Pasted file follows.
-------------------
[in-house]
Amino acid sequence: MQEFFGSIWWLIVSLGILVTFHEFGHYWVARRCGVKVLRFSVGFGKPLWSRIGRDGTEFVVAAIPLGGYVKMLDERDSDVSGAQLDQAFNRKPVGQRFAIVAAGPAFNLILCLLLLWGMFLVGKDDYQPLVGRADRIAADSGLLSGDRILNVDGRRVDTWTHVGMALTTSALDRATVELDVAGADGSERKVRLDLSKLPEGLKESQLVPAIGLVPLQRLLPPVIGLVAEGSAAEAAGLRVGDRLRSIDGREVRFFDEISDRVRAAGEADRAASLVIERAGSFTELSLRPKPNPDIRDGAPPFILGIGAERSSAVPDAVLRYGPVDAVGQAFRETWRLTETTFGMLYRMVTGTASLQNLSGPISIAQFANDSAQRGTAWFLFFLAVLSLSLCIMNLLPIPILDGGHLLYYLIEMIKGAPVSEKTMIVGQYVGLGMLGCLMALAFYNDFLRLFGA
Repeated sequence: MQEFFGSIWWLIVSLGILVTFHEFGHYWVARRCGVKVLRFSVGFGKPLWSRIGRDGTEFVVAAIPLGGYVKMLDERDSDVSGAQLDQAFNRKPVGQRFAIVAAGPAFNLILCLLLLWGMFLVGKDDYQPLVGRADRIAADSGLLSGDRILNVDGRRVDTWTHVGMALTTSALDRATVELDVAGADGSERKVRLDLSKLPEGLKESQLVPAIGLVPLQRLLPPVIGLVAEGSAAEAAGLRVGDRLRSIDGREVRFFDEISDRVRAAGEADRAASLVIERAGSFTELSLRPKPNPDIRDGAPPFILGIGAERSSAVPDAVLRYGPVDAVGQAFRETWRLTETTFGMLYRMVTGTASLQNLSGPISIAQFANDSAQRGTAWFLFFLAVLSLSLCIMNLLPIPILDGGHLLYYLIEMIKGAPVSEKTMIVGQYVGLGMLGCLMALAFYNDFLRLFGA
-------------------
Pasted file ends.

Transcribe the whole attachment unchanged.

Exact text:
[in-house]
Amino acid sequence: MQEFFGSIWWLIVSLGILVTFHEFGHYWVARRCGVKVLRFSVGFGKPLWSRIGRDGTEFVVAAIPLGGYVKMLDERDSDVSGAQLDQAFNRKPVGQRFAIVAAGPAFNLILCLLLLWGMFLVGKDDYQPLVGRADRIAADSGLLSGDRILNVDGRRVDTWTHVGMALTTSALDRATVELDVAGADGSERKVRLDLSKLPEGLKESQLVPAIGLVPLQRLLPPVIGLVAEGSAAEAAGLRVGDRLRSIDGREVRFFDEISDRVRAAGEADRAASLVIERAGSFTELSLRPKPNPDIRDGAPPFILGIGAERSSAVPDAVLRYGPVDAVGQAFRETWRLTETTFGMLYRMVTGTASLQNLSGPISIAQFANDSAQRGTAWFLFFLAVLSLSLCIMNLLPIPILDGGHLLYYLIEMIKGAPVSEKTMIVGQYVGLGMLGCLMALAFYNDFLRLFGA
Repeated sequence: MQEFFGSIWWLIVSLGILVTFHEFGHYWVARRCGVKVLRFSVGFGKPLWSRIGRDGTEFVVAAIPLGGYVKMLDERDSDVSGAQLDQAFNRKPVGQRFAIVAAGPAFNLILCLLLLWGMFLVGKDDYQPLVGRADRIAADSGLLSGDRILNVDGRRVDTWTHVGMALTTSALDRATVELDVAGADGSERKVRLDLSKLPEGLKESQLVPAIGLVPLQRLLPPVIGLVAEGSAAEAAGLRVGDRLRSIDGREVRFFDEISDRVRAAGEADRAASLVIERAGSFTELSLRPKPNPDIRDGAPPFILGIGAERSSAVPDAVLRYGPVDAVGQAFRETWRLTETTFGMLYRMVTGTASLQNLSGPISIAQFANDSAQRGTAWFLFFLAVLSLSLCIMNLLPIPILDGGHLLYYLIEMIKGAPVSEKTMIVGQYVGLGMLGCLMALAFYNDFLRLFGA